Even today, the towns of the Matera area fall asleep in the afternoon to be revived at sunset, when the fresh air blowing in from the sea breathes life, raises the shutters of closed stores, and opens up the star-studded night. Precisely because it is sparsely populated, Basilicata is a region where at night you need only raise your head to the sky and see the Milky Way in sharp detail with its stars and comets–elsewhere a rare event thanks to light pollution. All it takes is a simple terrace, like the one that juts out in the old town of Pisticci, to admire the firmament and in the distance, the sea, illuminated by the moon as if it were a neon strip. 

The entire area of Matera, from the Murgia to the Ionian coast, is a quilt of hills topped by small villages. Some bear Greek names (Pisticci) and others medieval (Ferrandina). Under the reign of King Federico 2nd, Basilicata became dotted with castles from which local landlords dominated the countryside. There is no village that does not have its own castle. The one in Policoro is already visible from the provincial road, while others open up like stone buds between hairpin bends, as if emerging from the earth. This is clearly seen in Craco, a town abandoned because of a landslide in the 1960s and reduced to a ghost town. Today, this medieval Pompeii remains an empty fortress harpooned on the clay rock ridges; you can still see the dome of the church of San Nicola, made of tiles that look like scales, and the great tower where the battlements croak. Not coincidentally, director and actor Mel Gibson used it as a backdrop in The Passion, a Christian cult film of the 2000s. 

The province of Matera surprises the slow traveler, like the figs full of pulp bursting on the tree branches along the roads: you realize they were waiting for your hand to be picked after walking miles under the streaked shadows of pine trees and with the chirping of cicadas to conciliate the afternoon siesta. Unexpected is Tursi, a small town that preserves an Arab quarter: the Rabatána (from Arabic rabad = suburb), with its small disused castle and ancient buildings with half-open portals. In the 9th century, the small town was occupied by the Muslim Saracens. Today, bell towers look like minarets, and the narrow streets of the old city are a lace woven from the local stone. Reaching Pisticci is like celebrating a contemporary moon landing. The town is on the top of a clay hill surrounded by badlands, a dry terrain of sedimentary rock similar to that of the moon. On a full moon night in the badlands, visitors can experience what it’s like to be part of a sci-fi scene or a tale of witches: no artificial light, just the power of the essential, living nature.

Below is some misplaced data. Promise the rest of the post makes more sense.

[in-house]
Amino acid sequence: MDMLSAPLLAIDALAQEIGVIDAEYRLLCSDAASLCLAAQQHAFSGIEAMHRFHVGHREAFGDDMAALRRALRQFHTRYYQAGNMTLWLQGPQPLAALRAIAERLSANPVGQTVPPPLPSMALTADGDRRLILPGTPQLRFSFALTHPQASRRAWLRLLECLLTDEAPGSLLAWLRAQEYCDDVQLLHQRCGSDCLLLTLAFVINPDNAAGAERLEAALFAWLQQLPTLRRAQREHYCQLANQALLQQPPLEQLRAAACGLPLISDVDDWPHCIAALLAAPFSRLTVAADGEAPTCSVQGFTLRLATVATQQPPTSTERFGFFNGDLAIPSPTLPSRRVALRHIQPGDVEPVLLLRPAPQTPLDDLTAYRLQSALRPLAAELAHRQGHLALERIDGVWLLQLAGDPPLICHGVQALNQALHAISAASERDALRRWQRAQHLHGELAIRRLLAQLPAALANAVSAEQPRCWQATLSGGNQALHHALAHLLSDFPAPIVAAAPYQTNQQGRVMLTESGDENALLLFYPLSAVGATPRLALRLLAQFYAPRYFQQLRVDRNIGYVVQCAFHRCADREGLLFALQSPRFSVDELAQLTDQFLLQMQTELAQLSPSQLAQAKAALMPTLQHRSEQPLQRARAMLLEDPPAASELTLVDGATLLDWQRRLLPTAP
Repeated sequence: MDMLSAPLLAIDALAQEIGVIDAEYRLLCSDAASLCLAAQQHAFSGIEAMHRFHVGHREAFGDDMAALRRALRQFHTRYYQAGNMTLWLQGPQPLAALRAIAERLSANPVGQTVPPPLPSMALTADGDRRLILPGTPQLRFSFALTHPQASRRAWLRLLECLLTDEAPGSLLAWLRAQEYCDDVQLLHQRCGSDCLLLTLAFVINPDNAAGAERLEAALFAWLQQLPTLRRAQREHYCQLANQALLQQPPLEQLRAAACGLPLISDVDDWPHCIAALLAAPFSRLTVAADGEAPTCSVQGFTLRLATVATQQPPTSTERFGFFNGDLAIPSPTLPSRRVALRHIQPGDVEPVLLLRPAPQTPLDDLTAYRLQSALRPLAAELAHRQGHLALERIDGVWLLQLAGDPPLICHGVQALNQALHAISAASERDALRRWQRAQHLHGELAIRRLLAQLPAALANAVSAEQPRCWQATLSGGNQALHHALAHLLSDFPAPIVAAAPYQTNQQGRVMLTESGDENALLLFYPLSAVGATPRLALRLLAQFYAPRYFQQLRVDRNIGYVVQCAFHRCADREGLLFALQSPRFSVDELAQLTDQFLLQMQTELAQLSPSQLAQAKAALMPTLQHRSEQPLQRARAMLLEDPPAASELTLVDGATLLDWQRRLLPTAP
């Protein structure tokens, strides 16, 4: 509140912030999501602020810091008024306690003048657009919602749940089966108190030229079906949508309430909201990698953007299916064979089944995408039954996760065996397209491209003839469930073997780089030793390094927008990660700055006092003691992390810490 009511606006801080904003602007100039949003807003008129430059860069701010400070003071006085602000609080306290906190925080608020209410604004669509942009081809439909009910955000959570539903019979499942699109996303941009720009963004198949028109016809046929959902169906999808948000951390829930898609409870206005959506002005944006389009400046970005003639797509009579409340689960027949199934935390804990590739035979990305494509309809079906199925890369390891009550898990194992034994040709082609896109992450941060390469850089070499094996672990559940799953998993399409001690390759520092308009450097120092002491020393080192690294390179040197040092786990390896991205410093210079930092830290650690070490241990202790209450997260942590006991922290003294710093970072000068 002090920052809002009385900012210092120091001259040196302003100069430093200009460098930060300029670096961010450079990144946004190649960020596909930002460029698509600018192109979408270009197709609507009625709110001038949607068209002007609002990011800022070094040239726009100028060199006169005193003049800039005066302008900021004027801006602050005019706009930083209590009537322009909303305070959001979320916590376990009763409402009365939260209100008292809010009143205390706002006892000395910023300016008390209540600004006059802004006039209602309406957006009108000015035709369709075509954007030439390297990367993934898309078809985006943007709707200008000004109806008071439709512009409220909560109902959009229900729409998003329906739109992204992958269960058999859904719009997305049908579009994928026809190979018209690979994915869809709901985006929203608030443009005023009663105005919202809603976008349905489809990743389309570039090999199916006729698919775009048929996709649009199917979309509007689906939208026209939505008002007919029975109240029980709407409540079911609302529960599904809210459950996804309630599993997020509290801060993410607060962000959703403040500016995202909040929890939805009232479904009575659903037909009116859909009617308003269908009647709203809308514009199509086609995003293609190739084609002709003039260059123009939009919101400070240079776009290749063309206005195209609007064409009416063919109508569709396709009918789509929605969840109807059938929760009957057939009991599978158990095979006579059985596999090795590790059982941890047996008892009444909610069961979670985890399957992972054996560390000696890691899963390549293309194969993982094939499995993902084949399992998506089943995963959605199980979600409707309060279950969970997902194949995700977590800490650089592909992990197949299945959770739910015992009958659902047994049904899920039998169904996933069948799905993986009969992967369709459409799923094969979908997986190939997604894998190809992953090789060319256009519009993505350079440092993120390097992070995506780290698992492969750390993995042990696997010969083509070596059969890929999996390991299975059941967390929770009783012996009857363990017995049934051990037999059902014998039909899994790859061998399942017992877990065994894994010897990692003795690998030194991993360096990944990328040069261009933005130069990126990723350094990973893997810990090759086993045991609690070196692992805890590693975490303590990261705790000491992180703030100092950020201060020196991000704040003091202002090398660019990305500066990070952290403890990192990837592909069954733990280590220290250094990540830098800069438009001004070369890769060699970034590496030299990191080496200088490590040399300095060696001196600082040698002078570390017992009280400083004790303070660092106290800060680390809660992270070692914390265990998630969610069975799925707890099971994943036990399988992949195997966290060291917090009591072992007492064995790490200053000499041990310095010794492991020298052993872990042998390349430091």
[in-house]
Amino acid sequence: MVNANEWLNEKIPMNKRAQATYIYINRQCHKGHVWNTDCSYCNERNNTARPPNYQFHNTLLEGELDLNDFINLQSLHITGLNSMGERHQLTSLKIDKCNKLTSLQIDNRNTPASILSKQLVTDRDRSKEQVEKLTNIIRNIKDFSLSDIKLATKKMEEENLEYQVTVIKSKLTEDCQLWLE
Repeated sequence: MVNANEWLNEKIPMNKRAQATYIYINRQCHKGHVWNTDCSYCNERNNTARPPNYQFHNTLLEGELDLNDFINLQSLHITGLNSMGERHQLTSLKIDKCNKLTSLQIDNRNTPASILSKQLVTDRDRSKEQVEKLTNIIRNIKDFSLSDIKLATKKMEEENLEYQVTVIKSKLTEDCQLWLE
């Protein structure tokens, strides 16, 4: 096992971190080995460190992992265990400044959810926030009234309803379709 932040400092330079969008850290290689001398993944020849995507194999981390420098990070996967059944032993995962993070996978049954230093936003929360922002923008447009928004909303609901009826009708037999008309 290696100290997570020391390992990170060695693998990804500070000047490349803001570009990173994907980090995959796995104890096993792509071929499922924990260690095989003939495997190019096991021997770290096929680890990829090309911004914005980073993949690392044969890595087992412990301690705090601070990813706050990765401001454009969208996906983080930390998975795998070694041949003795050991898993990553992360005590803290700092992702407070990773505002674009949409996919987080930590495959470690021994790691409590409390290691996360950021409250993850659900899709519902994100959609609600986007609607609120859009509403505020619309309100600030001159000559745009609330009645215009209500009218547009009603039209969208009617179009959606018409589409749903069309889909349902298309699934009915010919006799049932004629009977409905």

In Pisticci town, the maze of streets that snake around a handful of white houses, the so-called Dirupo neighborhood, is the perfect metaphor for the labyrinth that is your life when, once lost, despondency passes and you begin to love where you are because you are alive. Only then do you happen to see an open door, blackest in the bright white of a wall, and an old woman who offers a glass of lemonade or a frisella (stale bread with oil and tomato) to the weary traveler. It happens to everyone in Basilicata. Because you understand that man does not live by bread alone, but also by places.